“Today, culture is used as a tool of new forms of oppression of women, whether in its     orientalist or occidentalist guise.…  Compromising women’s rights is not an option; the challenge before us is to respect our diverse cultures while developing strategies to resist oppressive practices in the name of culture and to uphold universal human rights standards while rejecting ethnocentric rulings”.

This project focussed primarily on Muslim contexts and secondarily on non-Muslim contexts, so as to draw comparative lessons. Based on analyses of the precise combinations of factors that impede or promote women’s empowerment in particular situations, the project  intended to address the complex realities in which women’s empowerment strategies are necessarily embedded. Project design will be multi-directional, adapted to women’s dissimilar  needs in diverse contexts, and responsive to changing conditions.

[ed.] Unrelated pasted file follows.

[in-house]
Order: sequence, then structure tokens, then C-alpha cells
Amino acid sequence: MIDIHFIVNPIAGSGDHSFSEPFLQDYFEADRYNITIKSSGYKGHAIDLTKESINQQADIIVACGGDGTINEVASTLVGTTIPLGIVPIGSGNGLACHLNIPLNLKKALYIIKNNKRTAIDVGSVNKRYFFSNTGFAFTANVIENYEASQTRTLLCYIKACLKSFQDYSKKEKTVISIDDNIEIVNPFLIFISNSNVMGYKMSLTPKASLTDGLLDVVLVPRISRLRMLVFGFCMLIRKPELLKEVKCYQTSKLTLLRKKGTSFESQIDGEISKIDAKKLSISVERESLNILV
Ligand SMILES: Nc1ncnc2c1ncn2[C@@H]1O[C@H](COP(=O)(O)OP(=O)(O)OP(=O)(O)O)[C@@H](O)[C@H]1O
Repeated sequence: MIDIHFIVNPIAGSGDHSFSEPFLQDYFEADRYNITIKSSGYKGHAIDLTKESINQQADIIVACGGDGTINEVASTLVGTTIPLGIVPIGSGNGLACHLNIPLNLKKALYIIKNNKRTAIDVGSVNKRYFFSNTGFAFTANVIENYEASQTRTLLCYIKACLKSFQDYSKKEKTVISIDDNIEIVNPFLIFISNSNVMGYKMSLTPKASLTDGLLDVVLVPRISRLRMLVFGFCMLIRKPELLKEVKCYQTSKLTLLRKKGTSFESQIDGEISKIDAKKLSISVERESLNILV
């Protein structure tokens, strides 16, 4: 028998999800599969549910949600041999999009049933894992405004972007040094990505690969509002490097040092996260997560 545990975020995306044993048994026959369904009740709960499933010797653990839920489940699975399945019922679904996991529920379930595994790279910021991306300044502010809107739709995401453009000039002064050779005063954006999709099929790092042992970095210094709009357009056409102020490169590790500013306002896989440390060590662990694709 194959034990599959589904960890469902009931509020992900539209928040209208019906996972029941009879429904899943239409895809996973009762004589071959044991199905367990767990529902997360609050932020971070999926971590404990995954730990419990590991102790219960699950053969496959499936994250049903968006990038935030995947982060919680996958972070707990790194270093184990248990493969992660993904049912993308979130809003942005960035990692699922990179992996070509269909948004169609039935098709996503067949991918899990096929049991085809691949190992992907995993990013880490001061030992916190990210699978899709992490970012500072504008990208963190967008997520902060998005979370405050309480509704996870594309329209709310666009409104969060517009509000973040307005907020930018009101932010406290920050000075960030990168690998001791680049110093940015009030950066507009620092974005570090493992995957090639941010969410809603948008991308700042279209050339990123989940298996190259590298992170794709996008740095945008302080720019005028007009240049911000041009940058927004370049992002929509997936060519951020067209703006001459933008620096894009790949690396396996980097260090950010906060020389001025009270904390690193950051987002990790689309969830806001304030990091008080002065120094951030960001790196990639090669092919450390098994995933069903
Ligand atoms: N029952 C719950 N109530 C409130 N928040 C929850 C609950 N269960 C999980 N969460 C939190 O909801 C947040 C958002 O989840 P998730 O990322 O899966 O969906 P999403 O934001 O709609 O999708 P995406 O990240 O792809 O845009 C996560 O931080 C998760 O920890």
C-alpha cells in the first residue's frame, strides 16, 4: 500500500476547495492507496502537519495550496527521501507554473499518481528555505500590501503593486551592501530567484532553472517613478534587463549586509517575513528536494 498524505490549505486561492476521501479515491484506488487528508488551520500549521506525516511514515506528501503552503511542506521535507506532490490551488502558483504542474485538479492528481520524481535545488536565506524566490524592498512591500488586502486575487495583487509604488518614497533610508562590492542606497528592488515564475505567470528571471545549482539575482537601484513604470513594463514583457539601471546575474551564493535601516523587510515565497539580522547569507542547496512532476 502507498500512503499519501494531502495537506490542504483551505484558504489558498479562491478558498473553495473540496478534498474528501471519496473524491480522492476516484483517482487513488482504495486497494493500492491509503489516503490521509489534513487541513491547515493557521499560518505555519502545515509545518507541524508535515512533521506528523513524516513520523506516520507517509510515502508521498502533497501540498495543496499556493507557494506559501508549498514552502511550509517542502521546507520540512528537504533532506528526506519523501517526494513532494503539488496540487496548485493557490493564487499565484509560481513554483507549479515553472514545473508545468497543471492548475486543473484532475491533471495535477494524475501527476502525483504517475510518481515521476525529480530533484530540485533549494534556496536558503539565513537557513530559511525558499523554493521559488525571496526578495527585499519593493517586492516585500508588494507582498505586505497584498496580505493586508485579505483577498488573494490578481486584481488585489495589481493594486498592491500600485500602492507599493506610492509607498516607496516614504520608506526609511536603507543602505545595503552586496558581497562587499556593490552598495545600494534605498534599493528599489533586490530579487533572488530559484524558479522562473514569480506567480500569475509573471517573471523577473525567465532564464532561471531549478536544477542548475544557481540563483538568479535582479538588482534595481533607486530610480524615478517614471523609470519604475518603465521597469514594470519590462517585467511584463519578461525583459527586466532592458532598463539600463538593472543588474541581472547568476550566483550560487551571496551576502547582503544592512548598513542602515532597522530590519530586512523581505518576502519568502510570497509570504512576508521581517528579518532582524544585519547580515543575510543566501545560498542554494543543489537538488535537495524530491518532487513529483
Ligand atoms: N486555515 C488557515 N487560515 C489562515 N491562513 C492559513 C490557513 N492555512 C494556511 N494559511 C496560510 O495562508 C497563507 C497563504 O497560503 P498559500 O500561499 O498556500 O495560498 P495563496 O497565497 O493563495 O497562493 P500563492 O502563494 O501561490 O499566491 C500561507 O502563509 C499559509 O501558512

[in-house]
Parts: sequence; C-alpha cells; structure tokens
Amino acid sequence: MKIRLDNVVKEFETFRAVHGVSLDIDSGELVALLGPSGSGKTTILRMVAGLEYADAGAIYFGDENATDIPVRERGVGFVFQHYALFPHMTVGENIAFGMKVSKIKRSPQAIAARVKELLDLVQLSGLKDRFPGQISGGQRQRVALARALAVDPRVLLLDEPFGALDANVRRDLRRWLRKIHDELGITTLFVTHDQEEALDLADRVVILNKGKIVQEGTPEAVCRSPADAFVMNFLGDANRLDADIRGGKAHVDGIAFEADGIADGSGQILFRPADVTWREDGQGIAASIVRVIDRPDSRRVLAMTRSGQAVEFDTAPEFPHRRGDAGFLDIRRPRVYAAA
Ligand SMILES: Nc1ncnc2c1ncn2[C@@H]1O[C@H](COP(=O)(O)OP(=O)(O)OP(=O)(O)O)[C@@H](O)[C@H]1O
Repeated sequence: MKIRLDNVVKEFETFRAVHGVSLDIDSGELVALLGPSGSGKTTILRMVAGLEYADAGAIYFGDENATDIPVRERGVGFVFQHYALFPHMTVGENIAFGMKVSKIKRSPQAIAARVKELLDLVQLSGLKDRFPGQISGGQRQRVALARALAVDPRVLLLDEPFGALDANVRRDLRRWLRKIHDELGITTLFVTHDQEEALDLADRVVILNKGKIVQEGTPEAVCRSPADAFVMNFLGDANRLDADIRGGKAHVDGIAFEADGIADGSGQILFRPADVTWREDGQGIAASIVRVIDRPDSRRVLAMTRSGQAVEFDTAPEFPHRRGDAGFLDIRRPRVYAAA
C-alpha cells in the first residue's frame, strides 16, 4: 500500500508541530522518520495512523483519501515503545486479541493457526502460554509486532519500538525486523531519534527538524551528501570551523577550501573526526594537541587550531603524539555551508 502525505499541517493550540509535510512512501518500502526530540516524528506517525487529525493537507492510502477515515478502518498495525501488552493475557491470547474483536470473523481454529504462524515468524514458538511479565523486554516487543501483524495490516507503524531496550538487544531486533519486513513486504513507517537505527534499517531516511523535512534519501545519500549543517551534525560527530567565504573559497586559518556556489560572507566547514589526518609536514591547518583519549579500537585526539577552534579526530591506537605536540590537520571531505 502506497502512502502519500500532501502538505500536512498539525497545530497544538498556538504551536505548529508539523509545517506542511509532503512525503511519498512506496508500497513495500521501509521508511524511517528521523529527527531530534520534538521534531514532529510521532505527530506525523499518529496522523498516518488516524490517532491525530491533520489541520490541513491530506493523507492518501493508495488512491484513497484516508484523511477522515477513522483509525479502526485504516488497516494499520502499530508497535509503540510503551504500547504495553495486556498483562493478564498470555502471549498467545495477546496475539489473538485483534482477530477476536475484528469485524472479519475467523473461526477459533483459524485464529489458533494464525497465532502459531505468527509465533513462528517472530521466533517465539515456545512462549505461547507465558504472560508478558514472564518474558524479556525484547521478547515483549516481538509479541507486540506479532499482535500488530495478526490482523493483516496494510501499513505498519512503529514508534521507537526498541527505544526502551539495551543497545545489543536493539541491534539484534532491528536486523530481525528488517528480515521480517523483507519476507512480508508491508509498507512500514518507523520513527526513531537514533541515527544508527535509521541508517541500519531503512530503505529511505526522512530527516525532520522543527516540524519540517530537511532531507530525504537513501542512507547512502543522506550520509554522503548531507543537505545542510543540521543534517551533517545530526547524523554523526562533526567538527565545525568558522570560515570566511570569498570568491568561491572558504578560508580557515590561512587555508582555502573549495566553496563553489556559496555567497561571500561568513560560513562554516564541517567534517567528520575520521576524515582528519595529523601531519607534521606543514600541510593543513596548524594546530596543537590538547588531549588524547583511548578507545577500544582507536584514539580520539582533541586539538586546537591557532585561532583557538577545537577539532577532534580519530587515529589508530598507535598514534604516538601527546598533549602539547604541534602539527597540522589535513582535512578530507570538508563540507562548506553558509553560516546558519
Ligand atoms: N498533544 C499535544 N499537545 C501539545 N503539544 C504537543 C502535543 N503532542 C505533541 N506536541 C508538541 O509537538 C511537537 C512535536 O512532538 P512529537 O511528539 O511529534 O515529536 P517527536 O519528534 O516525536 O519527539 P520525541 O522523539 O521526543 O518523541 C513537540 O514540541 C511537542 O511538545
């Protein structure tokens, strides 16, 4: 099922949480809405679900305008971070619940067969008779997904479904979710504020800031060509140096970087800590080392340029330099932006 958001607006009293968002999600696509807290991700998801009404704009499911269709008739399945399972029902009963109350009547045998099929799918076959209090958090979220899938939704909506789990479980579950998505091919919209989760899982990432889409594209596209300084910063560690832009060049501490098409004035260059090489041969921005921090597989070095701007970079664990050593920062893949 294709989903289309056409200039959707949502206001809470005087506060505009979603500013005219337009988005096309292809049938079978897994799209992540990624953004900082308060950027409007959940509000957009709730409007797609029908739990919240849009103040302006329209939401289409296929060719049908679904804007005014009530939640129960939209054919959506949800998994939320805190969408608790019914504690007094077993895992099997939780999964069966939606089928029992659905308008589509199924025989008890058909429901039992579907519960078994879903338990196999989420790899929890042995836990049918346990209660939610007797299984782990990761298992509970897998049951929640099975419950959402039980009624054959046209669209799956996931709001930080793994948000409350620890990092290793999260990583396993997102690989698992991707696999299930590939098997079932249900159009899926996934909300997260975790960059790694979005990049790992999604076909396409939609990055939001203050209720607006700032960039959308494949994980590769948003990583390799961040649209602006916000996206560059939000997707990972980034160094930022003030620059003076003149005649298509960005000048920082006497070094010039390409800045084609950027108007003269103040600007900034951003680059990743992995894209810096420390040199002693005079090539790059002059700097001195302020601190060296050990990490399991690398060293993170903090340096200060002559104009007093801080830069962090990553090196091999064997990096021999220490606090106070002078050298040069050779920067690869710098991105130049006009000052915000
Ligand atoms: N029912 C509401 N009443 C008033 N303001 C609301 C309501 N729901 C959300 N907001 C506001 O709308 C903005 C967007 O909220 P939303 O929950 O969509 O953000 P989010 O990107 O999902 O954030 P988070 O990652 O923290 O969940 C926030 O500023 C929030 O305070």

The project will address the nexus of control over women’s sexuality (including bodily integrity, physical mobility and choice of partners), imposed through violence and exclusion from public arenas. It will strategise around the assertion of women’s rights over body, self, and public spaces as inter-connected sites of contestations, challenging the States and non-State actors manipulating these inter-connections. The project will seek to inform women who lack access to more gender-equitable interpretations of culture (including religion) and are thereby isolated and immobilised.  It will build on and strengthen women’s indigenous strategies of resistance by building capacity and connections to help ensure their long-term sustainability.


(1) A/61/122/Add.1, 26 July 2006. Report of the Secretary-General: In-depth study on all forms of violence against women. United Nations General Assembly, Sixty-first session, Item 60 (a) of the preliminary list*, Advancement of women: advancement of women
 

b. Intended Impact:

WRRC was conceived to address the following problems: